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SASA groups (Start, Awareness, Support, Action) bring together women who speak up for better rights and protection for girls. As part of the Data Stories project, we interviewed some of the people who'd been helped by their local group, and asked them about attitudes to education, marriage and having children.

In Malawi, teenage pregnancy rates are higher in rural areas and in lowest-income families. Maureen feels that parents' traditional views also have a part to play.

Normally, the mother has full responsibility over the daughter while the father has full responsibility for the son. If the mother does not make sure her daughter dedicates her time to school, the daughter may take advantage of this.

When she found out she was pregnant, Maureen decided to leave her parents’ house. She stayed with her elder sister before going to live with her new husband.

I stayed for about three months. I faced a lot of problems and regretted dropping out of school. I frequently quarrelled with my husband; to make it worse, he had another wife who had his child, which made him not take care of me.

Married life was proving unbearable, but Maureen had no hope of returning home without her father repaying the bride-price - a traditional part of a marriage in Karonga.

In September, the national examinations were out. The mothers group, knowing I had passed my exams, approached my father to withdraw me from marriage. My father accepted – he really wanted me to go ahead with school.

Some in the community have made no secret of their disapproval, but others have encouraged Maureen, telling her that having a child should not stop her from going to school.

The mothers group was trained as part of the joint Christian Aid and FOCUS project. As well as arranging her return home, they gave Maureen advice on childcare, antenatal check-ups, HIV testing and nutrition.

With support from her parents and the group, Maureen is confident enough to talk about the future.

“I would like to be a soldier when I am done with school, so that I can protect my beloved country Malawi. And I am sure I will accomplish my dreams because now people are encouraging, having learned what I have gone through.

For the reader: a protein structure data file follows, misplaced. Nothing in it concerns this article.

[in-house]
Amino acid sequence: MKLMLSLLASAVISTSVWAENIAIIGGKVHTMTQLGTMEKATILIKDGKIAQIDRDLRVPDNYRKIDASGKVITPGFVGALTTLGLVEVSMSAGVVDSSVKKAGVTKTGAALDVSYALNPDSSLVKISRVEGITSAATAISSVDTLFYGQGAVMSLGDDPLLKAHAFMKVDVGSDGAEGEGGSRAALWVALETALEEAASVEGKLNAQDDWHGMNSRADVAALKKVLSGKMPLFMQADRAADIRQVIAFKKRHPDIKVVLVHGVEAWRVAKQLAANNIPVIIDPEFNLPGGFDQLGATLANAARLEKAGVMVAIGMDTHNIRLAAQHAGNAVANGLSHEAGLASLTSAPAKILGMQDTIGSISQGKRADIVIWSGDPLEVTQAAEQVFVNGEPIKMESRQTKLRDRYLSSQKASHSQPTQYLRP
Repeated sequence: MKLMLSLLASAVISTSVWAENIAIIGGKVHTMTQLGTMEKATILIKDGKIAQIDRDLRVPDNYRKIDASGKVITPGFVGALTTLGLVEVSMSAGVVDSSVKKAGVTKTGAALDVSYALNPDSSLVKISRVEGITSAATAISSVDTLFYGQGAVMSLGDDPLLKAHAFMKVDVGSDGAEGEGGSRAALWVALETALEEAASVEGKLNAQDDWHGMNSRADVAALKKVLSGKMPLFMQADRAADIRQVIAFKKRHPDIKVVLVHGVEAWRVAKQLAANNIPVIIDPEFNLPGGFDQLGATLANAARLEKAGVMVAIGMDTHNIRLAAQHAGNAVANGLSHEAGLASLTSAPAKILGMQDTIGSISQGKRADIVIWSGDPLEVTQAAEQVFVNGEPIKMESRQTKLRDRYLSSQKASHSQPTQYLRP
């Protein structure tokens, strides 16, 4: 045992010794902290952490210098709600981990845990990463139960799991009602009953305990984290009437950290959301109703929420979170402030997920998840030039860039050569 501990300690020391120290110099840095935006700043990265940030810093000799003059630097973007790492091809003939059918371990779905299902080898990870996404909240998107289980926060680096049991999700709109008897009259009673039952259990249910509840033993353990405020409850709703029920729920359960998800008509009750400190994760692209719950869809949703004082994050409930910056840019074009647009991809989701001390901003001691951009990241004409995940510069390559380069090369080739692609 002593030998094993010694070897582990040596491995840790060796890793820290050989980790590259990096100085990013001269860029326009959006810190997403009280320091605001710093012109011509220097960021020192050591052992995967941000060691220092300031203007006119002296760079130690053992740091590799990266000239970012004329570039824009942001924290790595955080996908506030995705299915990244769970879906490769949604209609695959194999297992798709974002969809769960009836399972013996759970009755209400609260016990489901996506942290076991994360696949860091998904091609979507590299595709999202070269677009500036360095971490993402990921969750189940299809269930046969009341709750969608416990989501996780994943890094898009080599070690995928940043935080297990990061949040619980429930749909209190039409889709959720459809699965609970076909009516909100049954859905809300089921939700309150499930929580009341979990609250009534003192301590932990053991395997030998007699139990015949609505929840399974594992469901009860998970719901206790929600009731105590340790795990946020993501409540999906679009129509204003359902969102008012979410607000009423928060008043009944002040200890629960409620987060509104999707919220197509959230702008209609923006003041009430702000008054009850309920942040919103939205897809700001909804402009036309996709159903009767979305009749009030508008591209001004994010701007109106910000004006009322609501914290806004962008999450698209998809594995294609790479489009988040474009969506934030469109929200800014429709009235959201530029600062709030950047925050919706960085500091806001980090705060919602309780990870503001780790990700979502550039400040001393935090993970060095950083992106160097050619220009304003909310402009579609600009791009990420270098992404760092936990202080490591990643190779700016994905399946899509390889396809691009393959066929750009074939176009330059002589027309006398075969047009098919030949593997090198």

Data snapshots
29%
of women and girls aged 15 to 19 have been pregnant; 22% have had a live birth.
National Statistical Office of Malawi
31% v 21%
Teenage pregnancy rates are higher in Malawi's rural areas.
National Statistical Office of Malawi
57%
of people we asked knew that 18 is the legal minimum age for marriage. 20% answered 12, 14 or 16.
(Our survey of 101 women and 102 men in Karonga District)

What does the supporting data tell us?

Below you can explore how the results changed from the Start to the End of the project, based upon the survey questions. Filter by community using highlighted areas of the map to view impact at a local level  and by gender to see how answers from men differed from those of women.

If using a mobile, click on the full-screen option.

Inevitably when working with such complex projects, not everything always go according to plan so some of the data about early marriage actually shows an apparent worsening of the situation. However, upon investigation, we identified issues with the way the questions were asked at the start and end of the project and also discovered a lack of understanding about the legal age for getting married. We believe without these, we may have seen a more positive result and when designing the next project, we will take such issues into consideration and adapt our processes accordingly.

To view all of the data go to Explore our data

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Read more about our maternal and neonatal health programme in Malawi.